The reason I wanted to wait until I was around 30 was because my mom always emphasized to me, and I always believed in, the importance of living on your own for awhile and establishing your independence.  I also definitely viewed marriage as a sign of “getting old.”  Back in the day I envisioned myself as a mostly-single chick throughout my 20s, living in a fantastic apartment and galavanting around NYC with my many friends and many dates.  Dreamland, ha.

As it turned out in the real world, I got my stab at living on my own and being independent; in fact I experienced that in a much more extreme way than most people ever do.  (But that part of the story is coming later.)  For me it turned out that the phrase “When you know you know…” really was true.  As I fell in love with Zach, all of my preconceptions about age and marriage changed.  I think the first time I knew that he might be “the one” was when I realized that he was the first guy I had ever dated that I could see myself totally scrapping all of my future plans for.  Not that he asked me to do that.  But waiting until 30 to get married suddenly didn’t matter anymore.  Not that we rushed things; as I said in the beginning of our story, we met over three years ago.  In fact, I know a lot of our family members think we should have gotten married a long time ago.  But we wanted to wait until we were ready.  And it turns out, I’m ready a lot sooner than I expected to be.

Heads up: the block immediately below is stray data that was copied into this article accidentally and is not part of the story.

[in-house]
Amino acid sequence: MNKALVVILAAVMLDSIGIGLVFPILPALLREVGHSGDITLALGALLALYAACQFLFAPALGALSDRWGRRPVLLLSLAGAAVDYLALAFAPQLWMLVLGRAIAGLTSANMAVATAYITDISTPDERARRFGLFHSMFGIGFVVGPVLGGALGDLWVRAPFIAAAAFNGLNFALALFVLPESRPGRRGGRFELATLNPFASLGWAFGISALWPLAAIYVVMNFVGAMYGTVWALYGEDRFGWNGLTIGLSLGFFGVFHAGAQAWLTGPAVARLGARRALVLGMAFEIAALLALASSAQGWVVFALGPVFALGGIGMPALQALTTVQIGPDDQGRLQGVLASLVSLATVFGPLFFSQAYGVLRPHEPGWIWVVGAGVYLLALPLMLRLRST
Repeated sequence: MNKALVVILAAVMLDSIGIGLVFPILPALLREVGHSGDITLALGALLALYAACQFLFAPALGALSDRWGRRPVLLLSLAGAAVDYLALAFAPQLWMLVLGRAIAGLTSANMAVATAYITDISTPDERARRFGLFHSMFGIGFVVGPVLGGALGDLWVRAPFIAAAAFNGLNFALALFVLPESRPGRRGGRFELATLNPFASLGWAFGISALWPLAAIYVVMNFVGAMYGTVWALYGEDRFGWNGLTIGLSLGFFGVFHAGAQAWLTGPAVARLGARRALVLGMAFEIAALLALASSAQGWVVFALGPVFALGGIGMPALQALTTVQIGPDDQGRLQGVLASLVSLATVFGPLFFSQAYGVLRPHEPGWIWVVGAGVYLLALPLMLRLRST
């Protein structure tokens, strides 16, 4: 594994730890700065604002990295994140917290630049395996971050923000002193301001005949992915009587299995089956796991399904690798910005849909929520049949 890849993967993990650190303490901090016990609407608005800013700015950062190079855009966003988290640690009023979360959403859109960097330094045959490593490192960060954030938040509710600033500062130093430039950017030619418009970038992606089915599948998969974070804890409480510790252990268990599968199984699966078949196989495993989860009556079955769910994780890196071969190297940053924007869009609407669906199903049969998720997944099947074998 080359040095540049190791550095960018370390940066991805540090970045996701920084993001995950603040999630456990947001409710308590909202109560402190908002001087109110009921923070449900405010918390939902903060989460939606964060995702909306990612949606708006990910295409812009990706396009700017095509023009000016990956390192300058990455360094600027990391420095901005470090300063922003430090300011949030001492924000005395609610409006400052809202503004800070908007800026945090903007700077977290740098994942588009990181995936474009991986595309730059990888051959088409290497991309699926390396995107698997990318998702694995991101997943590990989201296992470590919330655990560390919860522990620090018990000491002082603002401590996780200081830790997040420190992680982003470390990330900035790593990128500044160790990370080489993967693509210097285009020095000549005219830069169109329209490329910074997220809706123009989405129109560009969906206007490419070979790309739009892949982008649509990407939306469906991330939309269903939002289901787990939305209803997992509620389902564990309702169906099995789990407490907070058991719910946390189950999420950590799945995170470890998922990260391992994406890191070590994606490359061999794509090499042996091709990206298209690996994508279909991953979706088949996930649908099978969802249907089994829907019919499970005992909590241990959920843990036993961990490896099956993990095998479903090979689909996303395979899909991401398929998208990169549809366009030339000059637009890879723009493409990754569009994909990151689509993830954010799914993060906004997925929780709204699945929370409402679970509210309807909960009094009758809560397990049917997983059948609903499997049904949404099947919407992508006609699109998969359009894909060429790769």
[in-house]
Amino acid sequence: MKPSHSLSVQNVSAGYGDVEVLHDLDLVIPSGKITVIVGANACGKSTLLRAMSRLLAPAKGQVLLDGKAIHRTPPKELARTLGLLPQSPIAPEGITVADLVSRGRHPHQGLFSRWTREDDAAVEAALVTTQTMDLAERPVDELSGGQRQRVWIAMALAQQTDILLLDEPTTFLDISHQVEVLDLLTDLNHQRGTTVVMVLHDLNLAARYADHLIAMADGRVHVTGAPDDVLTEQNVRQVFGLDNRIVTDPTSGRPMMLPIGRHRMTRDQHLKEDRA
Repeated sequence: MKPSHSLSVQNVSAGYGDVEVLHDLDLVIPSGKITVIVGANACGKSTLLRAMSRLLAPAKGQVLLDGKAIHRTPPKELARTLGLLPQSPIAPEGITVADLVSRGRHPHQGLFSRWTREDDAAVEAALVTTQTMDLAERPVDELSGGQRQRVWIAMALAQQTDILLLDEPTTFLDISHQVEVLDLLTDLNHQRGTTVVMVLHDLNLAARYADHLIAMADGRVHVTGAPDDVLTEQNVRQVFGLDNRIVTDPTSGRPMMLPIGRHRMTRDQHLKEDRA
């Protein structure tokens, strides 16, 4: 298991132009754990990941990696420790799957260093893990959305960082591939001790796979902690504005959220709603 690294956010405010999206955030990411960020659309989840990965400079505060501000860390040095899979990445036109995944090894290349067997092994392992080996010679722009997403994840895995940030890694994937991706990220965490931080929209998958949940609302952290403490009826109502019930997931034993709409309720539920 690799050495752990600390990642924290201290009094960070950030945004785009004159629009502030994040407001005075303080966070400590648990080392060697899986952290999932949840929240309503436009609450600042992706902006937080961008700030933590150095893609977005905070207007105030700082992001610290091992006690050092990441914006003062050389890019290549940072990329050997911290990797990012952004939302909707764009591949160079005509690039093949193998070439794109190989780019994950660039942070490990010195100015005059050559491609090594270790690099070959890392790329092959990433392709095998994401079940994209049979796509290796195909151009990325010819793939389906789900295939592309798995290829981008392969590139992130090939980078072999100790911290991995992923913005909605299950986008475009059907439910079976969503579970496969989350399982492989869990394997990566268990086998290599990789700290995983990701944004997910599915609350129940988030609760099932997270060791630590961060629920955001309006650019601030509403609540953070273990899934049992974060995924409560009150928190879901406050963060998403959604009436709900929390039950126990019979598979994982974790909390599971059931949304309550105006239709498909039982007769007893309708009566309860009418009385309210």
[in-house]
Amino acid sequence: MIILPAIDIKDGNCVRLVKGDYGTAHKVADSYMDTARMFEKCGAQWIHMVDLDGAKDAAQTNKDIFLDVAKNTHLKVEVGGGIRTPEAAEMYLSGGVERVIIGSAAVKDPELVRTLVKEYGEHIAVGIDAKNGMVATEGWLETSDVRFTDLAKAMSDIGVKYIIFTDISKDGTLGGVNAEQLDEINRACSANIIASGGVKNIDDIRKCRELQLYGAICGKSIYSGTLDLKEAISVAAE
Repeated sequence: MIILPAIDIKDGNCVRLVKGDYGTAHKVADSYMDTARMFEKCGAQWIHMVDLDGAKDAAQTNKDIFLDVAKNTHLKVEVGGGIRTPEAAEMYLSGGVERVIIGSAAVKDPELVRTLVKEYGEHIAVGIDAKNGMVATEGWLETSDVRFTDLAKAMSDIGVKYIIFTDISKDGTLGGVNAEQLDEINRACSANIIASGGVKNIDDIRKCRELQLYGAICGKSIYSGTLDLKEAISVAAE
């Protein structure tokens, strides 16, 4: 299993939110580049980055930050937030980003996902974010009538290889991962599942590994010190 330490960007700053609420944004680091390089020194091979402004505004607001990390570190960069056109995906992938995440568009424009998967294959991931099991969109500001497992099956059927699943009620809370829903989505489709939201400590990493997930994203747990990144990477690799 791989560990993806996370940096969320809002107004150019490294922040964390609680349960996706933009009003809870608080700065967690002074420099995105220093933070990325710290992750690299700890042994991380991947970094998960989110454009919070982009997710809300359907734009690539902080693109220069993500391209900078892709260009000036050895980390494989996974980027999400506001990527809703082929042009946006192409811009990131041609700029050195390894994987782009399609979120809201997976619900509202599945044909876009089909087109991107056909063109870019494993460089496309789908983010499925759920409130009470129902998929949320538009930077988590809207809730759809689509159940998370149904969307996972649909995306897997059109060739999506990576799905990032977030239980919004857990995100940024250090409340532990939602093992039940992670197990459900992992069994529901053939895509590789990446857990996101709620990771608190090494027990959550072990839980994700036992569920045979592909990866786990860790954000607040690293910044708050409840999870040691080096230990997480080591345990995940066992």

What else could I possibly close this with besides the most perfectly cheeseball quote ever from “When Harry Met Sally“?

“When you realize you want to spend the rest of your life with somebody, you want the rest of your life to start as soon as possible.”

The Big Question with Only One Answer

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Well, for me at least.  If you haven’t guessed it yet by the title, I’ll just let it out now.

Zach and I are ENGAGED!!!!!!!!!!!   Eeeeeeeeeeeeeeeeeeeeeeeeeeeeee!!!!!  Happy dance!!!!!!

Think I’m thrilled enough?  I’m pretty freakin’ happy.

I kind of knew/hoped that the question was coming sometime during our South American adventure.  Of course we talked about wanting to get married many times before he proposed, because really, if you don’t already know the answer, you have no business asking.  That’s what we thought.  But although we could have just diplomatically decided to be engaged after so many discussions, we both wanted a proposal.  We wanted the fun and the surprise of it.  And so for many months we (I, mostly, I think) suffered through the awkwardness and slight tension of the “pre-engaged state.”  (This was totally me.)  I had this like, insane itch to talk about a wedding, plan a wedding, I just was so freakin’ happy at the thought that I HAD FOUND my person that I was going to spend the rest of my life with!!!  But without an official ring on the finger, society makes us women feel like we are desperate and obsessed if we start thinking at all about the wedding before we have the ring.  I call a bit of BS on that.  But I kept trying to pretend I wasn’t reading wedding blogs obsessively and I tried to keep my daydreams in my head.  “We agreed that this is Zach’s thing that he gets to do and he gets to do it on his terms…so chill,” I kept telling myself.  I think I did alright…I’d give myself about a C+ in the chilling department.